Saks has spoken of the Mental Health America Village in Long Beach that provides best practice integrated services, giving all the needed services and support in one venue. She has also said that her former psychotherapist in England does many home visits, saving the cost of hospitalisation.[5]

On several occasions Saks has spoken to American Psychiatric Association members about being a successful professional who has had severe mental illness and her perspective on psychiatric care.[7] In June 2012, Saks gave a TED talk advocating for compassion toward people with mental illness.[10]

Saks has been researching high-functioning people with schizophrenia in Los Angeles, who suffer from "mild delusions or hallucinatory behavior". They are successful technicians, and medical, legal and business professionals. Many are studying toward college or graduate degrees.[11]

Awards[edit]

Saks in 2009 was selected as a MacArthur Foundation fellow, receiving a $500,000 "genius grant". Saks used the money to establish the Institute for Mental Health Law, Policy, and Ethics, which highlights one important mental health issue per academic year and is a collaborative effort between seven USC departments.[5][12][13] Saks has had a hospital ward named after her -- "The Elyn Saks Ward" -- at Pelham Woods Hospital in Dorking, England.[14] She is an elected member of the American Law Institute.[14]

Works[edit]

Saks writes mainly on legal issues and mental health, and has published four books: [14]

Saks' latest book, The Center Cannot Hold, won the Time Magazine Top Ten Nonfiction Book of the Year Award, the Books for a Better Life Inspirational Memoir Award, and has been on the New York Times Extended Best Sellers List.[14]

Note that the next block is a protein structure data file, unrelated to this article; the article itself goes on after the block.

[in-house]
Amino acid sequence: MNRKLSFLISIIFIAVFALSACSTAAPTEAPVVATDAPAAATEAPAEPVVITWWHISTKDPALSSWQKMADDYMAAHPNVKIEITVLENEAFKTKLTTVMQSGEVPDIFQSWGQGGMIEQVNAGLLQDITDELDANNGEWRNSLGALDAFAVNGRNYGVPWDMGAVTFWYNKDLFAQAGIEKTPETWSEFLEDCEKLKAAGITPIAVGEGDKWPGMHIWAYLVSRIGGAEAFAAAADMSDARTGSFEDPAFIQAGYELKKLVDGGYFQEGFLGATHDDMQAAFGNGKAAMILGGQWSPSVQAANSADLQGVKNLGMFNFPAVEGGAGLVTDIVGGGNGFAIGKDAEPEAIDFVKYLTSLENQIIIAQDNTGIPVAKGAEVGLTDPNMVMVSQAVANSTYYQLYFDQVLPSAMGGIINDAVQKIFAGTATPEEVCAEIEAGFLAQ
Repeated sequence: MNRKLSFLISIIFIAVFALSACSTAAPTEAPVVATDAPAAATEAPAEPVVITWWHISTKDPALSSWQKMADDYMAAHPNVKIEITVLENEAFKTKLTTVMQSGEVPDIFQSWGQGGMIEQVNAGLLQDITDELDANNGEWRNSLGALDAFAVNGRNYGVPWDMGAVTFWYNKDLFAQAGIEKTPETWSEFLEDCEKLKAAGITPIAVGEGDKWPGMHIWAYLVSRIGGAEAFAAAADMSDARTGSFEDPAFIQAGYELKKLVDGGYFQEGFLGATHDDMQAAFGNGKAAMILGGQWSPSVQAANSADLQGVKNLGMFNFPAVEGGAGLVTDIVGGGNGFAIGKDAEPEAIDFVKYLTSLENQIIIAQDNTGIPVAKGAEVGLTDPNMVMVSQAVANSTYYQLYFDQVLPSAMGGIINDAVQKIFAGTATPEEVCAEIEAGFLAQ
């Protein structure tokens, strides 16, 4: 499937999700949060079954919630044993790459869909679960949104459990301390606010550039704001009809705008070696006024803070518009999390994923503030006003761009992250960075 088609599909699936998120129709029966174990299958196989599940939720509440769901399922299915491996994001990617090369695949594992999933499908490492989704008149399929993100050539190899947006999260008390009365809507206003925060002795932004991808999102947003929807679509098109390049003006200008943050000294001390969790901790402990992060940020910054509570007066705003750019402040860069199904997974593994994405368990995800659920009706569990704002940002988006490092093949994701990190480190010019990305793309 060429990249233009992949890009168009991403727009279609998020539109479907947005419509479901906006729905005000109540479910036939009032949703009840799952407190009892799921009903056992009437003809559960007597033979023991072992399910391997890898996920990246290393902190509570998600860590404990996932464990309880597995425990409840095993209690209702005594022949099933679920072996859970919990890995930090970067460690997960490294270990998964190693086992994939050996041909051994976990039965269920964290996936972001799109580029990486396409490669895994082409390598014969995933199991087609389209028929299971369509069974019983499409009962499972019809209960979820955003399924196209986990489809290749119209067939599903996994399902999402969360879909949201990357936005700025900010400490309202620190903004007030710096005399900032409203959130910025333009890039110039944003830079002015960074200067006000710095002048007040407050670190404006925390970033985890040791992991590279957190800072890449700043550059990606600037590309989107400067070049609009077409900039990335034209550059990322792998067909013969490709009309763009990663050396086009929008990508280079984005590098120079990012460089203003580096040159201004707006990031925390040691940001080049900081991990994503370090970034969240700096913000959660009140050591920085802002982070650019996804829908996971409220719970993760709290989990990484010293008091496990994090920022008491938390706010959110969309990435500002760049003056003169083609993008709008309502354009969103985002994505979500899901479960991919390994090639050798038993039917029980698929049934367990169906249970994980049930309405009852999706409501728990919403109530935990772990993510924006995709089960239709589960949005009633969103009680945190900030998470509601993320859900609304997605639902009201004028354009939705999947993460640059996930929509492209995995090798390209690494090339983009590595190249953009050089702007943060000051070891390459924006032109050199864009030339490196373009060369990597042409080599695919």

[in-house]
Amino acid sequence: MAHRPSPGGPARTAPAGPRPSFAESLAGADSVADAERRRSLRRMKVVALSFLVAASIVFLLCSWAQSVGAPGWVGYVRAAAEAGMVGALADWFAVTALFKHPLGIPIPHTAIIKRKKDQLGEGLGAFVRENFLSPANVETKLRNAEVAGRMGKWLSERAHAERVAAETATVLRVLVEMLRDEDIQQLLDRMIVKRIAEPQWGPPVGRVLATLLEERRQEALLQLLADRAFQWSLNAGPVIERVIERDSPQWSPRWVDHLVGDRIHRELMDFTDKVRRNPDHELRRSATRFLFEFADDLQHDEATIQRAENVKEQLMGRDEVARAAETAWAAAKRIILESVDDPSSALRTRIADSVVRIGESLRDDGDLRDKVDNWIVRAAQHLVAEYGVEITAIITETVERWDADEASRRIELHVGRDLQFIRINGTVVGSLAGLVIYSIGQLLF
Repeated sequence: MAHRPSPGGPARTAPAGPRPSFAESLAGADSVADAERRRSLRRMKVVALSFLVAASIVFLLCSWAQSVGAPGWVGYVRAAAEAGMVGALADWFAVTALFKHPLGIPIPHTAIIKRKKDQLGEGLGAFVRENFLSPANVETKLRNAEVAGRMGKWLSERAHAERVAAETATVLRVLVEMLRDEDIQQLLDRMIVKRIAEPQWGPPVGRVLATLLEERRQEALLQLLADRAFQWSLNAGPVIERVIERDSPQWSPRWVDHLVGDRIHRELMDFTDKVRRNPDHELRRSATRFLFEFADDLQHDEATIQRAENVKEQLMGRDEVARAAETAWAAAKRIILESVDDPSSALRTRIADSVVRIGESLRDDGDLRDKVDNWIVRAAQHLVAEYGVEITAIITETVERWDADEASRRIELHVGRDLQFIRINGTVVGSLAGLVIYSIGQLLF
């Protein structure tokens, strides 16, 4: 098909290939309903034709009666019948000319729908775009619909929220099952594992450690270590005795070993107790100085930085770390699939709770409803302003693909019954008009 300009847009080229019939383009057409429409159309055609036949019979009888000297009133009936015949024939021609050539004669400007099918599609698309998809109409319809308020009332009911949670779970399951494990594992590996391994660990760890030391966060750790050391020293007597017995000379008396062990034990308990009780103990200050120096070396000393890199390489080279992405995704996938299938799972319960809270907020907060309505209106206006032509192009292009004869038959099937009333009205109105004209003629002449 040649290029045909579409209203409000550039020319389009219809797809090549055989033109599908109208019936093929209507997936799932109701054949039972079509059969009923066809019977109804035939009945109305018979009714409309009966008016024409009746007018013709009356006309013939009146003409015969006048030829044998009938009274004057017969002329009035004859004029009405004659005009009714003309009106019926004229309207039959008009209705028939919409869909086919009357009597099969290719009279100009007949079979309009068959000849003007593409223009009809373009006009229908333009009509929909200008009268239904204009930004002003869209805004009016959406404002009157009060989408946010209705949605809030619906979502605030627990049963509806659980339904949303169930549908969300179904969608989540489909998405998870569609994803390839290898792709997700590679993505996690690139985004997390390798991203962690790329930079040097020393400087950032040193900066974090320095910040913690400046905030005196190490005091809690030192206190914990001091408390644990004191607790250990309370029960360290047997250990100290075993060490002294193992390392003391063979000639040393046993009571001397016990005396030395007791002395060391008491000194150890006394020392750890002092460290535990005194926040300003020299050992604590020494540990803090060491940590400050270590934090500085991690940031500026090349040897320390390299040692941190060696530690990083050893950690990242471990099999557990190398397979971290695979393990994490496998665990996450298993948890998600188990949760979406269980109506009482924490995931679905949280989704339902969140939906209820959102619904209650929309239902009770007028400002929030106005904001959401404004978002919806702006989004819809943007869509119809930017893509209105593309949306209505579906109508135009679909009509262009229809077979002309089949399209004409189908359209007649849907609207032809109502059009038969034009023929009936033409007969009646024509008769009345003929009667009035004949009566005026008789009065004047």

See also[edit]

References[edit]

  1. ^ "Elyn Saks". Weblaw.usc.edu. 2010-10-01. Retrieved 2010-11-03. 
  2. ^ "Elyn Saks, Southern California Law Professor, Wins MacArthur Genius Grant". The Faculty Lounge. 2009-09-22. Retrieved 2010-11-03. 
  3. ^ "Schizophrenia Daily News Blog: Interviews with Elyn Saks, author of "The Center Cannot Hold,"". Schizophrenia.com. 2007-08-08. Retrieved 2010-11-03. 
  4. ^ USC Gould School of Law (July 5, 2013). "Elyn Saks: Orrin B. Evans Professor of Law, Psychology, and Psychiatry and the Behavioral Sciences". USC Contact. 
  5. ^ a b c Lori Craig (Sep 27, 2011). "Law professor, mental health patient and advocate". Spirit of the Law. 
  6. ^ "Schizophrenia Daily News Blog: Interviews with Elyn Saks, author of "The Center Cannot Hold,"". Schizophrenia.com. 2007-08-08. Retrieved 2010-11-03. 
  7. ^ a b Mark Moran (June 25, 2013). "Jeste, Saks Discuss Stigma, Resilience, and Recovery From Mental Illness". Psychiatric News. 
  8. ^ a b c Benedict Carey (June 23, 2011). "Expert on Mental Illness Reveals Her Own Fight". New York Times. 
  9. ^ Benedict Carey (August 6, 2011). "Learning to Cope With a Mind's Taunting Voices". New York Times. 
  10. ^ "Elyn Saks: A tale of mental illness -- from the inside". TED. June 2012. Retrieved 13 August 2012. 
  11. ^ Elyn Saks (January 25, 2013). "Successful and Schizophrenic". New York Times. 
  12. ^ "Elyn Saks - MacArthur Foundation". Macfound.org. Retrieved 2010-11-03. 
  13. ^ Grohol, John M (2009-09-22). "Elyn Saks Receives MacArthur Genius Grant | World of Psychology". Psychcentral.com. Retrieved 2010-11-03. 
  14. ^ a b c d "Elyn Saks, J.D., Ph.D.". Psychology Today. 

External links[edit]